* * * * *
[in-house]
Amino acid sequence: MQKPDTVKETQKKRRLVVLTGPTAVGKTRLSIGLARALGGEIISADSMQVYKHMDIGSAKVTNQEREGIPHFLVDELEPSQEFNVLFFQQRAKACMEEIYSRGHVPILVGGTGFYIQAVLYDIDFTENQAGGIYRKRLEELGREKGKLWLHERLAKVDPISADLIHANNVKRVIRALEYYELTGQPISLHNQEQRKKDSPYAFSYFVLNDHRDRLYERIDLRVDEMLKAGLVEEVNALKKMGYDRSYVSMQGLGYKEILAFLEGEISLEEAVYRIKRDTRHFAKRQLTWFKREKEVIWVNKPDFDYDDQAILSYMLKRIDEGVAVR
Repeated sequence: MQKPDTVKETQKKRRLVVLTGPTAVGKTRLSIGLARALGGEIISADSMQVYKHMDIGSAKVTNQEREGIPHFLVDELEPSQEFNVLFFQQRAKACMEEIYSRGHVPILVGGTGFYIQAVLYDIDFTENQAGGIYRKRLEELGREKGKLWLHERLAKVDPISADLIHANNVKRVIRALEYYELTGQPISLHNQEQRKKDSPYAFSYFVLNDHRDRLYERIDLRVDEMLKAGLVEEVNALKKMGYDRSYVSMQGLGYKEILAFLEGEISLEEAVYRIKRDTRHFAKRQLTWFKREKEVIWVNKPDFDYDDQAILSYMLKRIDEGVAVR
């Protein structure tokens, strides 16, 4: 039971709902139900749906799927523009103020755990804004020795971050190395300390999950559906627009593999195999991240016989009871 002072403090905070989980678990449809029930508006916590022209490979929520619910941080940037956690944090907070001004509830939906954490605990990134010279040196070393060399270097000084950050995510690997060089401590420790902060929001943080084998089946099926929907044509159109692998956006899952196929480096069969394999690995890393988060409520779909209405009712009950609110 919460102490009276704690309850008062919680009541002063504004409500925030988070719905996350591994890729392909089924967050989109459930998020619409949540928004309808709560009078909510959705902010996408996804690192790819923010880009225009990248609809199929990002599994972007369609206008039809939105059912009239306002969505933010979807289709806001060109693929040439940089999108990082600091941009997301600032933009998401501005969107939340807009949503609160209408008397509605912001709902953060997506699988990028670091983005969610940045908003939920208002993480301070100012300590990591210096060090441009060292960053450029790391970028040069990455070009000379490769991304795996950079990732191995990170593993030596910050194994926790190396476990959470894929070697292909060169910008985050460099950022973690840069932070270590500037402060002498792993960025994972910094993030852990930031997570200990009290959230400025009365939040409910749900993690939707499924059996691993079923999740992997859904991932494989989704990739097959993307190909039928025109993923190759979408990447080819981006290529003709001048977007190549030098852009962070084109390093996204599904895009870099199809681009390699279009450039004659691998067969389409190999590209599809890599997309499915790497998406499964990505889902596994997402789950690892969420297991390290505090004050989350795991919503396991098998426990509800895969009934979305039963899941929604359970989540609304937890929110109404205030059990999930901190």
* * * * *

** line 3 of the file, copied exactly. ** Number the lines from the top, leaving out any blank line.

Repeated sequence: MQKPDTVKETQKKRRLVVLTGPTAVGKTRLSIGLARALGGEIISADSMQVYKHMDIGSAKVTNQEREGIPHFLVDELEPSQEFNVLFFQQRAKACMEEIYSRGHVPILVGGTGFYIQAVLYDIDFTENQAGGIYRKRLEELGREKGKLWLHERLAKVDPISADLIHANNVKRVIRALEYYELTGQPISLHNQEQRKKDSPYAFSYFVLNDHRDRLYERIDLRVDEMLKAGLVEEVNALKKMGYDRSYVSMQGLGYKEILAFLEGEISLEEAVYRIKRDTRHFAKRQLTWFKREKEVIWVNKPDFDYDDQAILSYMLKRIDEGVAVR